Kelowna RCMP commander apologizes to Crown prosecutors after inaccurate statements

Top cop apologizes: Crown

UPDATE 5:50 p.m.

Attorney General David Eby is not answering calls to hire more Crown prosecutors in Kelowna, instead suggesting money could be spent better tackling the root causes of crime.

“The larger issue is we do have a number of people who have serious mental health and addictions, and are involved in petty property crime,” he said in a statement to Castanet.

“We need to put better responses in place.”

“There are two options. One, which is the most expensive housing we have, but doesn’t actually help people with their core issues, is jail. The other is to try to help people with their underlying issues that is causing people to be involved in this kind of activity.”

He said the province has recently funded 20 complex care sites across B.C. that will be designed to help break people out of the cycling of reoffending, “primarily driven by mental health and addictions issues.”

“These issues cause serious stress in the community, and who themselves are incredibly distressed and need a medical response to the challenges they are facing. They are in and out of jails and emergency rooms regularly. Responses in the past have been to increase the number of jail cells. Our preference is to address the underlying mental health and addictions issues.”

Eby says Interior Health will be operating these sites in the B.C. Interior, and in the City of Kelowna, mayor Basran is enthusiastic about hosting one.

“I am working to support him and I am grateful for his leadership and wanting to take this approach in dealing with these issues.”

He noted that the RCMP has already acknowledged that statements made about an alleged case backlog in Kelowna are inaccurate and case files are "reviewed in a timely and appropriate way."

“They go into the court system for the judges to determine the appropriate outcomes. If we want to interrupt that cycle that some people are in, we’re going to need to first deal with the mental health and addictions challenges. That’s why I’m very much looking forward to the complex care sites opening.”

ORIGINAL 3:15 p.m.

The BC Prosecution Service is again hitting back at statements made by Kelowna RCMP Supt. Kara Triance during last Monday's city council meeting.

At that meeting, she said 78 per cent of charges sent to Crown counsel in 2021 have not been assessed and are awaiting charge approval. The figures shocked mayor and council.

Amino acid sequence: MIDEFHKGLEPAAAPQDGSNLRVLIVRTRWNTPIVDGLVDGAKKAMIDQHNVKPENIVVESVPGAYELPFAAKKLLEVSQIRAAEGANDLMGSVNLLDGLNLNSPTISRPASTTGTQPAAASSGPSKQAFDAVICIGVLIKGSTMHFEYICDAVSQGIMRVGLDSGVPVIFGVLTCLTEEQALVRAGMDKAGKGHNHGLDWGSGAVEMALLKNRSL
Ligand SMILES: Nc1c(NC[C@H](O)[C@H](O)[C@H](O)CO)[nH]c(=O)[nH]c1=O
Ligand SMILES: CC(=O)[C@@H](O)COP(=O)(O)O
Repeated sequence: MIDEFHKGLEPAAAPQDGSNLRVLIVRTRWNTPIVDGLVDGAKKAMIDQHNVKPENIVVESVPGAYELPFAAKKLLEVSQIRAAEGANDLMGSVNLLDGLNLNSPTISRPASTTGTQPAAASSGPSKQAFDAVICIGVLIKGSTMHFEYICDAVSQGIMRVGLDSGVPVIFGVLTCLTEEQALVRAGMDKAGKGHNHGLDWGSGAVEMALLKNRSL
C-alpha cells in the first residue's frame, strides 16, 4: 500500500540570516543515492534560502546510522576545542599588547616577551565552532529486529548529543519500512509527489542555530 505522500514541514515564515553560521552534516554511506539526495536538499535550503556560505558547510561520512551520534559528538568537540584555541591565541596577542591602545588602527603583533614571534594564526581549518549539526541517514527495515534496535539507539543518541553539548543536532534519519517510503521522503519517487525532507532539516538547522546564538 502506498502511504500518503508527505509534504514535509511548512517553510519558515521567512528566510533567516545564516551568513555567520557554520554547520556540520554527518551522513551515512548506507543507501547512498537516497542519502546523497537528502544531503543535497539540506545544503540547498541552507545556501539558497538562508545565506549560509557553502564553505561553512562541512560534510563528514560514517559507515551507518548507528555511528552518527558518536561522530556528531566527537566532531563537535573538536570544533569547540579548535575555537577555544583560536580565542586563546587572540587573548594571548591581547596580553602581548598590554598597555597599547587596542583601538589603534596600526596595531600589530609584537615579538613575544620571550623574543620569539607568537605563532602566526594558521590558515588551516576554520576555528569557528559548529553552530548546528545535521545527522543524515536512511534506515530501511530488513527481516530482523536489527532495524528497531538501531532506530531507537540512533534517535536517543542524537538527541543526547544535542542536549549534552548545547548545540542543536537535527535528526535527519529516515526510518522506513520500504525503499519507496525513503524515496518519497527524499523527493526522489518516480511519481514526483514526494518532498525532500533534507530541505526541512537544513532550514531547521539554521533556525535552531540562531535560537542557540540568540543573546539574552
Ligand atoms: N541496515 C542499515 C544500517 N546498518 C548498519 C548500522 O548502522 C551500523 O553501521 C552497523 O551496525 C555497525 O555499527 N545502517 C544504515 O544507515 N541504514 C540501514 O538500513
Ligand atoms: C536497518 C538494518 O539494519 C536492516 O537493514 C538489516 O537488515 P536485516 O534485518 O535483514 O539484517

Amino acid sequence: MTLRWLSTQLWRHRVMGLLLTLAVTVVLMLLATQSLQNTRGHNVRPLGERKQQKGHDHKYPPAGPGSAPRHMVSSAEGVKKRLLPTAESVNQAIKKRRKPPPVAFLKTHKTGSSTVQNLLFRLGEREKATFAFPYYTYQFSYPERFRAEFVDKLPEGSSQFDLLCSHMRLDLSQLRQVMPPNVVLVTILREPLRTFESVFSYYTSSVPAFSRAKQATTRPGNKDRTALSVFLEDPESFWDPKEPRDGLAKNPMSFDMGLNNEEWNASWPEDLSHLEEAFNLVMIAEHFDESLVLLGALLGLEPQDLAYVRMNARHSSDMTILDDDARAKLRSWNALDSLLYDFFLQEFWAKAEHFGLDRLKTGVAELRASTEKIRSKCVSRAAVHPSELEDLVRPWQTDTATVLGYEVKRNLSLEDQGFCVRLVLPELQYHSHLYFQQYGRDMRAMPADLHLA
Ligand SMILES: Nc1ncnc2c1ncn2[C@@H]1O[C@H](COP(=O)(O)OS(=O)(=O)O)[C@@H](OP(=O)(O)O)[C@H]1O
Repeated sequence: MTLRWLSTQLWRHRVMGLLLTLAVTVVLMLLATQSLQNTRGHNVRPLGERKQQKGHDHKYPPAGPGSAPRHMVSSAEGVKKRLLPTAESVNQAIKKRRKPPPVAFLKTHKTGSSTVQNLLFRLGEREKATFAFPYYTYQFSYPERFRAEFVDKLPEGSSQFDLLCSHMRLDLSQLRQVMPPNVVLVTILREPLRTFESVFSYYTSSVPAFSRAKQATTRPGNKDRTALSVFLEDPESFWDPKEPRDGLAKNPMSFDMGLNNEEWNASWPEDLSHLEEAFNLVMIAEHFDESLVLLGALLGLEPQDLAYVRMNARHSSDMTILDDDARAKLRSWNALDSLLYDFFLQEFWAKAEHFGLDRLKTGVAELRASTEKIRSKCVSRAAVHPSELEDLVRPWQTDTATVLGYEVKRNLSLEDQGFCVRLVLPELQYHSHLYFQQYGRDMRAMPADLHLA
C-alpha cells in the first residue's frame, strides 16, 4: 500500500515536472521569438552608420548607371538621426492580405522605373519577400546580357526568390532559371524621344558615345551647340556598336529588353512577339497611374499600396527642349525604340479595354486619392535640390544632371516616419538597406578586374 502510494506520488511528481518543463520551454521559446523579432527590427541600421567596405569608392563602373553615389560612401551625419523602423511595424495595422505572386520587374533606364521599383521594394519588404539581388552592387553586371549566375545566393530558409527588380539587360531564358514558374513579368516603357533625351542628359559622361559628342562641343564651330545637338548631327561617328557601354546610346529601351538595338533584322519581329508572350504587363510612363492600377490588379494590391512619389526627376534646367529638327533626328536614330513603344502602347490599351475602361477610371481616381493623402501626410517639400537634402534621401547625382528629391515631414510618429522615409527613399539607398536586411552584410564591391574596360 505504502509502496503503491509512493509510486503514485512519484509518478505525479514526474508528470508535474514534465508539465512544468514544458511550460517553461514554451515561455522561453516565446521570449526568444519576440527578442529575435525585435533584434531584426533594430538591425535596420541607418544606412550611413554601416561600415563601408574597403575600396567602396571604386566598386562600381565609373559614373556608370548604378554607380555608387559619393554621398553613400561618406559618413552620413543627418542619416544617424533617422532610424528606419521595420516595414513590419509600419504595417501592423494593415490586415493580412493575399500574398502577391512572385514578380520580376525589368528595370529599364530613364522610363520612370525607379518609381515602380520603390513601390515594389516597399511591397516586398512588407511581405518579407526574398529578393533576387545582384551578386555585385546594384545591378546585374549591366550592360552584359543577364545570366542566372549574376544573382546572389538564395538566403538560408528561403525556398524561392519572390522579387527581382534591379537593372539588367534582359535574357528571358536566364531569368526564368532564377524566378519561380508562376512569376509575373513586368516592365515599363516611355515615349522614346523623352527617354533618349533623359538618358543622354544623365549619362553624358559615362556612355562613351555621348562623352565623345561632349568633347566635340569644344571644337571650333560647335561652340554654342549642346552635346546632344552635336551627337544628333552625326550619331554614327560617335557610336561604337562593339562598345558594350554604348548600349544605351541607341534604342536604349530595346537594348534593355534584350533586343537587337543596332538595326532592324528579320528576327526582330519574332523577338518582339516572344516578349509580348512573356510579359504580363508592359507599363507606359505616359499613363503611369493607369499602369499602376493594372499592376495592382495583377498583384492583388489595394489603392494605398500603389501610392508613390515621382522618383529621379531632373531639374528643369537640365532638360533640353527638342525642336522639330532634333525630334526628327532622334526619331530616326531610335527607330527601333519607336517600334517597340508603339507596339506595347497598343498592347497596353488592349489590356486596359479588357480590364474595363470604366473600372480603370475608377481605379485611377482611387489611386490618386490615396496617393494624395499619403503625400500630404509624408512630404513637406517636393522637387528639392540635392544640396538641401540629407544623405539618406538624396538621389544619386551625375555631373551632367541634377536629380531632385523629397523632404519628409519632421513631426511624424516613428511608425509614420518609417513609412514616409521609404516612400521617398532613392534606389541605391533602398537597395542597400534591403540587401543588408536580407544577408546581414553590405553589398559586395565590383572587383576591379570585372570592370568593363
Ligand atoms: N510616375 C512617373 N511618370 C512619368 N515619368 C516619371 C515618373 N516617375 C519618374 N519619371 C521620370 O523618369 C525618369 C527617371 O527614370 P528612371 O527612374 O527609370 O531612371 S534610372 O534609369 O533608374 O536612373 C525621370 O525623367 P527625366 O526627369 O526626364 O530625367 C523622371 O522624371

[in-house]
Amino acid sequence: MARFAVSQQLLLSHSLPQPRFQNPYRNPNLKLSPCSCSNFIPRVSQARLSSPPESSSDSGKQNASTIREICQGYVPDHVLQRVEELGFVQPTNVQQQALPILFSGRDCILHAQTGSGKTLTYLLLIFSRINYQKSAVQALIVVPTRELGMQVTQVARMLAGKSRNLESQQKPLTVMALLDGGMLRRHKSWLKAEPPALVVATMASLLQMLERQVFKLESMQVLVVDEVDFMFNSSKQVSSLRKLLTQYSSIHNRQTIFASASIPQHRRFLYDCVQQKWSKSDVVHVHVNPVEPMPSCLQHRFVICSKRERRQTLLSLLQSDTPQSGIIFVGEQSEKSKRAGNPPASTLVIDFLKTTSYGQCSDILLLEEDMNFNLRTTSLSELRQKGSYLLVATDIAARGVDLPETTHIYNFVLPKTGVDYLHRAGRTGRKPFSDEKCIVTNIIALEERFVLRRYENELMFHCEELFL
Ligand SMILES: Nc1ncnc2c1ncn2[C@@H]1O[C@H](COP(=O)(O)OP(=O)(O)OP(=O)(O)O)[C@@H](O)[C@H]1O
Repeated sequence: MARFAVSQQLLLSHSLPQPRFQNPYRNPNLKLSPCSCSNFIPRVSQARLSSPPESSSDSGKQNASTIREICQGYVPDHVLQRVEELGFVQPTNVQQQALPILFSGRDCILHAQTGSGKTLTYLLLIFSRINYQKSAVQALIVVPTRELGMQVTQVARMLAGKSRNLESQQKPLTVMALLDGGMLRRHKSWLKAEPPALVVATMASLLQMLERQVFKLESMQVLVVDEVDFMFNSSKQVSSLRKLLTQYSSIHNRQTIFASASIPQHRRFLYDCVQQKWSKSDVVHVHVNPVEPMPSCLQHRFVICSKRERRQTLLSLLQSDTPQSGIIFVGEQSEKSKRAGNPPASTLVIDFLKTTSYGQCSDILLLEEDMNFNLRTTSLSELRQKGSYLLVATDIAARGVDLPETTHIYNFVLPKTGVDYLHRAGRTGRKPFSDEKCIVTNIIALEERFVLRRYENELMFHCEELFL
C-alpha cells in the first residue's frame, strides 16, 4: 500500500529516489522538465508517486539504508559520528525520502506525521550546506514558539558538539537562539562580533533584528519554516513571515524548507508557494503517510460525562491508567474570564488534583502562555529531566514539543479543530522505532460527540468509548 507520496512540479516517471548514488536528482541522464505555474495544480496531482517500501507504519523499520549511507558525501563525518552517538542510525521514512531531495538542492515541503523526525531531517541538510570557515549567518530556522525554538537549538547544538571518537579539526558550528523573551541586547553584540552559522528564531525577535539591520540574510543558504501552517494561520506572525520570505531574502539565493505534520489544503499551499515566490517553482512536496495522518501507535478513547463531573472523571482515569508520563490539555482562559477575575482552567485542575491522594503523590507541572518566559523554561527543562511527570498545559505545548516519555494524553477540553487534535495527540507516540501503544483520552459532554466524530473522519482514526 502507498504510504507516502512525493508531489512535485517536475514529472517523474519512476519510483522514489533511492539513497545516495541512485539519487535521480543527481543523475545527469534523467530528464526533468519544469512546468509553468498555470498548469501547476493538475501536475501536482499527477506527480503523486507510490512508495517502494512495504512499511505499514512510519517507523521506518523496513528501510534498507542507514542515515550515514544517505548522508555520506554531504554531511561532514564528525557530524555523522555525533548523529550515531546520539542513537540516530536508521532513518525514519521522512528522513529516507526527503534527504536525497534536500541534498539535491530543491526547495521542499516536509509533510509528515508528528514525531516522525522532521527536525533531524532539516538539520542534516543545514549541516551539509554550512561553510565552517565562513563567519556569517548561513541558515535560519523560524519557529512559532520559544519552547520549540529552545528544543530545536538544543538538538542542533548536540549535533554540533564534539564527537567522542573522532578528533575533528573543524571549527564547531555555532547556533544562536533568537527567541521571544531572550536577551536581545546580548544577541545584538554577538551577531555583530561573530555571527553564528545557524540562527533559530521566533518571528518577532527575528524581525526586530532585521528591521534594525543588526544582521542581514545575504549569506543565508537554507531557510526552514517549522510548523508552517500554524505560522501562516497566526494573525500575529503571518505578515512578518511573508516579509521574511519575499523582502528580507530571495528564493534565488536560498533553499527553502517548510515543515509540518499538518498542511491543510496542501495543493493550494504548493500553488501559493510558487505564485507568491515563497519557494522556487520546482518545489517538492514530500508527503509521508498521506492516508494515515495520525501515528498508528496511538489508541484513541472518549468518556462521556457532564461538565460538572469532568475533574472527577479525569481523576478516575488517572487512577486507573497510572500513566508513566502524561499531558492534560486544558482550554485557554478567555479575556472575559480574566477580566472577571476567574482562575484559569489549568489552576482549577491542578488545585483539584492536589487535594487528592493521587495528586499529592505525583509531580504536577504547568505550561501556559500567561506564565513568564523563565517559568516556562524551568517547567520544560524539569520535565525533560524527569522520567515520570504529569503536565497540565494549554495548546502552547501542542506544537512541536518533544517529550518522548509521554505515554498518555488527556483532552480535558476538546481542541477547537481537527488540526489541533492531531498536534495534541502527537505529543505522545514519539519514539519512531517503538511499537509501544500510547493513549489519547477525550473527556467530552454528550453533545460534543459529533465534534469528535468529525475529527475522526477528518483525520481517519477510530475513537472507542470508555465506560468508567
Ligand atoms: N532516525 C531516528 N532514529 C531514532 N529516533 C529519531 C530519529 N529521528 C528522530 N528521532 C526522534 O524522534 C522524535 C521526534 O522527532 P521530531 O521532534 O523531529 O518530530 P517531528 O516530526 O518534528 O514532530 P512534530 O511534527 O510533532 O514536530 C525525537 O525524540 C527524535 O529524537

She said some prolific offenders were on the streets committing crimes, specifically property offences, while still awaiting charges on previous alleged offences.

She later clarified those statements, and said in fact 78 per cent of charges are still making their way through the courts system, blaming the confusion on differences in how the police and prosecutors track files.

"These statements are grossly inaccurate and they unjustifiably cast doubt on the professionalism and effectiveness of hard-working Crown Counsel," BC Prosecution Service said in a statement Friday.

"There is no Crown charge assessment backlog and this is not an issue of differences in systems or tracking."

Crown Friday reiterated comments made following Monday's council meeting that the "overwhelming majority" of reports sent to Crown Counsel from the Kelowna RCMP last year were assessed within 30 days or less of being received. Those files, they say have been approved and are pending before the court, awaiting disposition, trial or sentencing.

"After media reports about the statements made to Kelowna city council, the officer in charge contacted senior Crown Counsel, specifically acknowledging that the statements had been inaccurate, and apologizing for making them."

Meanwhile, the union representing prosecutors in B.C. is calling on the provincial government to fund five more prosecutors in Kelowna.

The BC Crown Counsel Association called the RCMP's initial claims about a backlog "way outside of what was accurate," but said the Kelowna Crown office is up its eyes.

"The Crown council office is at its limit, to say the least, in terms of up keeping up. They are keeping up currently, but in order to do so, they are working morning, noon and night and we can do so to keep up with all the work that is coming through. And it's not sustainable," said Kevin Marks, president of the BC Crown Counsel Association.

"We've told government that numerous times," he added. "We do find ourselves treading water and losing sometimes in terms of keeping on top of charges."

The Kelowna Crown office has 15.6 full-time equivalent prosecutors, up from 12 in 2017.

But that doesn't mean they are all available for files.

"For example, we have three, for the last over a year that we haven't been able to use on our roster because they're working on bigger projects," Marks said.

"The office has been stretched to its limits and has been for years."

When asked about prior concerns Supt. Kara Triance has raised about the charge approval process, namely after a homicide last year that saw the suspect wait months to be charge, Marks said they are on the same team as the police.

"We're on the same side of justice. And we are working equally hard, and in unison to to protect the citizens of British Columbia, and specifically the citizens of Kelowna," Marks said.

Castanet has requested comment from Attorney General David Eby and the Kelowna RCMP and will update this story.

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